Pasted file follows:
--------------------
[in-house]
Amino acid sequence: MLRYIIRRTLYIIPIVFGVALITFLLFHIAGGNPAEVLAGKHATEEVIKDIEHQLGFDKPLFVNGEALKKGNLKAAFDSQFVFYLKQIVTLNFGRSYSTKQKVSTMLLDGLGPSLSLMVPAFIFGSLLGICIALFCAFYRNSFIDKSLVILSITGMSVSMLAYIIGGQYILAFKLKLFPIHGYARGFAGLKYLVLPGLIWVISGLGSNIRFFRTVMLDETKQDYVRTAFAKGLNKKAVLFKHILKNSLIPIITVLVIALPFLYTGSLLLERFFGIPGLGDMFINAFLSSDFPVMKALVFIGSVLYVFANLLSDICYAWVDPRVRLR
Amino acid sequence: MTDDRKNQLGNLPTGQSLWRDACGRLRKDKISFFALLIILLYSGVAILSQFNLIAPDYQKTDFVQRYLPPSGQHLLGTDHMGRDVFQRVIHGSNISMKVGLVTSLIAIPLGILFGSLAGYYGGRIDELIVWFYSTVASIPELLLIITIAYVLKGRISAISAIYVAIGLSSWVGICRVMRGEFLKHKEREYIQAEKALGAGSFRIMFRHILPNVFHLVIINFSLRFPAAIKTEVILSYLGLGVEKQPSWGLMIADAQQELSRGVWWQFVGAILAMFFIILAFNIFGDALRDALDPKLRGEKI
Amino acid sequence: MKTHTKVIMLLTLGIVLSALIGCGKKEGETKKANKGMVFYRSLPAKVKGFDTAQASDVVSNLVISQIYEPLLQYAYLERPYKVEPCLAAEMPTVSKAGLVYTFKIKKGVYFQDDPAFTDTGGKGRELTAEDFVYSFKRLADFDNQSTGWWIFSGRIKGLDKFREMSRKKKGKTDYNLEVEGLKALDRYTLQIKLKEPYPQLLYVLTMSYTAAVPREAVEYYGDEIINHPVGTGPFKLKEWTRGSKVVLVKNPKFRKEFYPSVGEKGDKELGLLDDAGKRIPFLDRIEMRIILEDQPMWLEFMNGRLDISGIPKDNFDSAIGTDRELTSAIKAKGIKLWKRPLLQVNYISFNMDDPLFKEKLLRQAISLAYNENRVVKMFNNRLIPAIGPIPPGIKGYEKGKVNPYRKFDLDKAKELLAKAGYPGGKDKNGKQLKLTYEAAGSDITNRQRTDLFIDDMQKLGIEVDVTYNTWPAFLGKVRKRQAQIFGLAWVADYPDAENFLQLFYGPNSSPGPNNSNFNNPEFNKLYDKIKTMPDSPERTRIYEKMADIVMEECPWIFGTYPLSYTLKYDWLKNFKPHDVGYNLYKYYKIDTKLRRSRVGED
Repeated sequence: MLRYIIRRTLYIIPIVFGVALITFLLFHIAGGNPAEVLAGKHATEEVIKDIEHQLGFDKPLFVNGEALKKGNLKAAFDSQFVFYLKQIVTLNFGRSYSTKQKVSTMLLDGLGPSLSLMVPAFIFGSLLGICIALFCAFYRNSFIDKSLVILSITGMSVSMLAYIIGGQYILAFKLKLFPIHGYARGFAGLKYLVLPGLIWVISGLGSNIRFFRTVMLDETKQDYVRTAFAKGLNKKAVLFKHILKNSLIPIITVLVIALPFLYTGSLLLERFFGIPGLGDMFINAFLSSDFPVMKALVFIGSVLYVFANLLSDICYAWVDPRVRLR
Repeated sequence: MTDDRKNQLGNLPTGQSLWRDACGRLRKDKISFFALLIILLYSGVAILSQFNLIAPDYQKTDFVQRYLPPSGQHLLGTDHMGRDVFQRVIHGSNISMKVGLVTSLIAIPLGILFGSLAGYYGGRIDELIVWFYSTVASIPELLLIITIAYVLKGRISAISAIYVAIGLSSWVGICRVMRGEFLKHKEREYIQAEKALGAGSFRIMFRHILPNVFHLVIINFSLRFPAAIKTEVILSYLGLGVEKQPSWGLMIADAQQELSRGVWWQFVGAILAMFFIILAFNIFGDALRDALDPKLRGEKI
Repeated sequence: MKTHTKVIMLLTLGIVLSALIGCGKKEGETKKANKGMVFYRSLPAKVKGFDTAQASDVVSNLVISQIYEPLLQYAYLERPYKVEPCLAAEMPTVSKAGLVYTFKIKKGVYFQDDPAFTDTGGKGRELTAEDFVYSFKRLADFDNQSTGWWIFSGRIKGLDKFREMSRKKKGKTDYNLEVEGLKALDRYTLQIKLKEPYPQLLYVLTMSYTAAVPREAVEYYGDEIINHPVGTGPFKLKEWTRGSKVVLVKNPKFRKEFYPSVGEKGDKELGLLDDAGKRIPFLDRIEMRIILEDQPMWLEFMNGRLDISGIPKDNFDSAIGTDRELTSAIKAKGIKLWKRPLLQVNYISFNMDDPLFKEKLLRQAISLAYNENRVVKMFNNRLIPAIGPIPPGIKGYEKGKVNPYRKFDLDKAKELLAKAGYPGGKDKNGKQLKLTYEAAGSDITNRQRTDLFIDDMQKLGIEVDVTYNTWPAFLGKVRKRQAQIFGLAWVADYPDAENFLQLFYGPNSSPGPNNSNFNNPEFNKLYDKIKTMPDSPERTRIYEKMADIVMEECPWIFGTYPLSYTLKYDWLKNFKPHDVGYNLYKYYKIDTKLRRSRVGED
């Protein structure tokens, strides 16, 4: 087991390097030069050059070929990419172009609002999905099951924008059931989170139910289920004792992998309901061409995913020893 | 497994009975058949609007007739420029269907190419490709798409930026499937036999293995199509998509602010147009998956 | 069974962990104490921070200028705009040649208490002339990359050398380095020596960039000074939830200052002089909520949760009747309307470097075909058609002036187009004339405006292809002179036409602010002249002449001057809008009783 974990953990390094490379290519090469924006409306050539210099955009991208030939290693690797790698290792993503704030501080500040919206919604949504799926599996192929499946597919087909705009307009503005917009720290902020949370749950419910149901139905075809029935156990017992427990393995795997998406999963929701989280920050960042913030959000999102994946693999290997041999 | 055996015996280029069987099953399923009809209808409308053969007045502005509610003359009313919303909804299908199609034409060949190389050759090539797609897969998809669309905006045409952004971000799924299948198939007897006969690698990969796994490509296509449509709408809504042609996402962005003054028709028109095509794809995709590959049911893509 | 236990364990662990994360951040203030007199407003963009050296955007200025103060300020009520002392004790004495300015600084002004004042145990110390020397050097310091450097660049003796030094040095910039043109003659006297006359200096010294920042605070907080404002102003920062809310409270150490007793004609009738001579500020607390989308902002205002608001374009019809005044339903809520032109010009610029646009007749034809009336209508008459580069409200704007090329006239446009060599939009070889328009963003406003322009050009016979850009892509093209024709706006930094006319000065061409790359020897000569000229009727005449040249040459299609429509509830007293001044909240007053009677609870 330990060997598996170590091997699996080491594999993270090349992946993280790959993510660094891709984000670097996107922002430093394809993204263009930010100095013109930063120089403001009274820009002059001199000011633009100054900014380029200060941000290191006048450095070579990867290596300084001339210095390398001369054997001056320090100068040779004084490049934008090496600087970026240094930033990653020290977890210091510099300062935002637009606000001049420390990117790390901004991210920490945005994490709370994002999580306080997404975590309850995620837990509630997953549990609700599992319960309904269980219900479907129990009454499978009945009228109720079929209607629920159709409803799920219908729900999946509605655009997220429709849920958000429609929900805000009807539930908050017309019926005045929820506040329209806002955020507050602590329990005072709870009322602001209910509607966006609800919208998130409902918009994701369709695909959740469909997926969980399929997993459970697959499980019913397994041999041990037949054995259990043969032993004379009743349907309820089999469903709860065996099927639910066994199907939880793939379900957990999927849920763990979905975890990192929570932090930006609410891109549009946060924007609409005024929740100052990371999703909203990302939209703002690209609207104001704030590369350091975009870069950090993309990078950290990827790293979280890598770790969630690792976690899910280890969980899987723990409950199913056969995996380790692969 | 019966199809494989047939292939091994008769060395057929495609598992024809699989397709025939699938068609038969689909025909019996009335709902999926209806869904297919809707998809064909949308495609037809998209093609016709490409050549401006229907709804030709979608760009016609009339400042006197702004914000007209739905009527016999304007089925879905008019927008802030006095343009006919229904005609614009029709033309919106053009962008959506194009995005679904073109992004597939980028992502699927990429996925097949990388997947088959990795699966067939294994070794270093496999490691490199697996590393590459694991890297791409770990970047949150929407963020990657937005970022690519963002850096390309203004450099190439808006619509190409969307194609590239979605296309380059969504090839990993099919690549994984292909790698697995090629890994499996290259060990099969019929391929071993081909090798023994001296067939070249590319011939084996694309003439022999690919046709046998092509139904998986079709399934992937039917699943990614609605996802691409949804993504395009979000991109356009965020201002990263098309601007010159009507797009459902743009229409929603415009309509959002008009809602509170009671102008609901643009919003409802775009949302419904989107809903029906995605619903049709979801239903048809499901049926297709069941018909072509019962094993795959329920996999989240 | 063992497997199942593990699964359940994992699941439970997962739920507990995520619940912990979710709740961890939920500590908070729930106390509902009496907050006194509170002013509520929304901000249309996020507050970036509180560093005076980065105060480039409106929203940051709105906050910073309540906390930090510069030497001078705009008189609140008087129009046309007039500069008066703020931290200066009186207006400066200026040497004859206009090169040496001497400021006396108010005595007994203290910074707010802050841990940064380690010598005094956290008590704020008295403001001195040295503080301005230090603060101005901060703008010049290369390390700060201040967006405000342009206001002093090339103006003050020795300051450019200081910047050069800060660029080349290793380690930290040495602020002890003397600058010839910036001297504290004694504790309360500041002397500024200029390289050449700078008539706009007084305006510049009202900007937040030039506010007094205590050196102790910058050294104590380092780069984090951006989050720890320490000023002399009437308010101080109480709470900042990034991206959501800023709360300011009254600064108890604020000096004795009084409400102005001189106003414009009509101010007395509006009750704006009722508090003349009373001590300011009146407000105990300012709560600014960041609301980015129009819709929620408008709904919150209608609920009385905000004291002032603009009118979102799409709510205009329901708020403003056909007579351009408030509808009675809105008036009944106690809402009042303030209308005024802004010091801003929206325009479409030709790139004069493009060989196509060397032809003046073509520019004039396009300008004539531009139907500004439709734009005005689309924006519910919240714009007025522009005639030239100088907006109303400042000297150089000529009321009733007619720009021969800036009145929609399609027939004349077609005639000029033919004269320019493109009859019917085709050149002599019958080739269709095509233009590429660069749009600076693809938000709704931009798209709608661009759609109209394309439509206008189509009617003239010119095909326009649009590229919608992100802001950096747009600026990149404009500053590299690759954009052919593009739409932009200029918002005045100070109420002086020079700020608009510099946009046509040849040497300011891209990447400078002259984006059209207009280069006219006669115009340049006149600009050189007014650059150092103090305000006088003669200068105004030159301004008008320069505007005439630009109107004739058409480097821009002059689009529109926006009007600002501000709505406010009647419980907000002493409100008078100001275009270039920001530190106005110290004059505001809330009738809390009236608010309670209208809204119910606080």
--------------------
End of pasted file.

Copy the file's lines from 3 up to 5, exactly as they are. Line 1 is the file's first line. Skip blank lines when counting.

Amino acid sequence: MTDDRKNQLGNLPTGQSLWRDACGRLRKDKISFFALLIILLYSGVAILSQFNLIAPDYQKTDFVQRYLPPSGQHLLGTDHMGRDVFQRVIHGSNISMKVGLVTSLIAIPLGILFGSLAGYYGGRIDELIVWFYSTVASIPELLLIITIAYVLKGRISAISAIYVAIGLSSWVGICRVMRGEFLKHKEREYIQAEKALGAGSFRIMFRHILPNVFHLVIINFSLRFPAAIKTEVILSYLGLGVEKQPSWGLMIADAQQELSRGVWWQFVGAILAMFFIILAFNIFGDALRDALDPKLRGEKI
Amino acid sequence: MKTHTKVIMLLTLGIVLSALIGCGKKEGETKKANKGMVFYRSLPAKVKGFDTAQASDVVSNLVISQIYEPLLQYAYLERPYKVEPCLAAEMPTVSKAGLVYTFKIKKGVYFQDDPAFTDTGGKGRELTAEDFVYSFKRLADFDNQSTGWWIFSGRIKGLDKFREMSRKKKGKTDYNLEVEGLKALDRYTLQIKLKEPYPQLLYVLTMSYTAAVPREAVEYYGDEIINHPVGTGPFKLKEWTRGSKVVLVKNPKFRKEFYPSVGEKGDKELGLLDDAGKRIPFLDRIEMRIILEDQPMWLEFMNGRLDISGIPKDNFDSAIGTDRELTSAIKAKGIKLWKRPLLQVNYISFNMDDPLFKEKLLRQAISLAYNENRVVKMFNNRLIPAIGPIPPGIKGYEKGKVNPYRKFDLDKAKELLAKAGYPGGKDKNGKQLKLTYEAAGSDITNRQRTDLFIDDMQKLGIEVDVTYNTWPAFLGKVRKRQAQIFGLAWVADYPDAENFLQLFYGPNSSPGPNNSNFNNPEFNKLYDKIKTMPDSPERTRIYEKMADIVMEECPWIFGTYPLSYTLKYDWLKNFKPHDVGYNLYKYYKIDTKLRRSRVGED
Repeated sequence: MLRYIIRRTLYIIPIVFGVALITFLLFHIAGGNPAEVLAGKHATEEVIKDIEHQLGFDKPLFVNGEALKKGNLKAAFDSQFVFYLKQIVTLNFGRSYSTKQKVSTMLLDGLGPSLSLMVPAFIFGSLLGICIALFCAFYRNSFIDKSLVILSITGMSVSMLAYIIGGQYILAFKLKLFPIHGYARGFAGLKYLVLPGLIWVISGLGSNIRFFRTVMLDETKQDYVRTAFAKGLNKKAVLFKHILKNSLIPIITVLVIALPFLYTGSLLLERFFGIPGLGDMFINAFLSSDFPVMKALVFIGSVLYVFANLLSDICYAWVDPRVRLR